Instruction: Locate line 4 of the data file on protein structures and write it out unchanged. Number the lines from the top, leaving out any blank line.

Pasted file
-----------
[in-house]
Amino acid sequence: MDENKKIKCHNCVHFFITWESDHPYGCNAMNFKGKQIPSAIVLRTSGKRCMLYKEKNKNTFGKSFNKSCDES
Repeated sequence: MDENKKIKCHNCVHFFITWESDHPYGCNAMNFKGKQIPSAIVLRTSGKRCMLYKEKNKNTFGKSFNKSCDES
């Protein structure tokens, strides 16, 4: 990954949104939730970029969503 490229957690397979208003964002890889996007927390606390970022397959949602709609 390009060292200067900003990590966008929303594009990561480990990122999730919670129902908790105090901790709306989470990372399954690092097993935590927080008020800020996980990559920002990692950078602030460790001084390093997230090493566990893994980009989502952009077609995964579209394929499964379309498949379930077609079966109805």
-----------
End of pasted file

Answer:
């Protein structure tokens, strides 16, 4: 990954949104939730970029969503 490229957690397979208003964002890889996007927390606390970022397959949602709609 390009060292200067900003990590966008929303594009990561480990990122999730919670129902908790105090901790709306989470990372399954690092097993935590927080008020800020996980990559920002990692950078602030460790001084390093997230090493566990893994980009989502952009077609995964579209394929499964379309498949379930077609079966109805």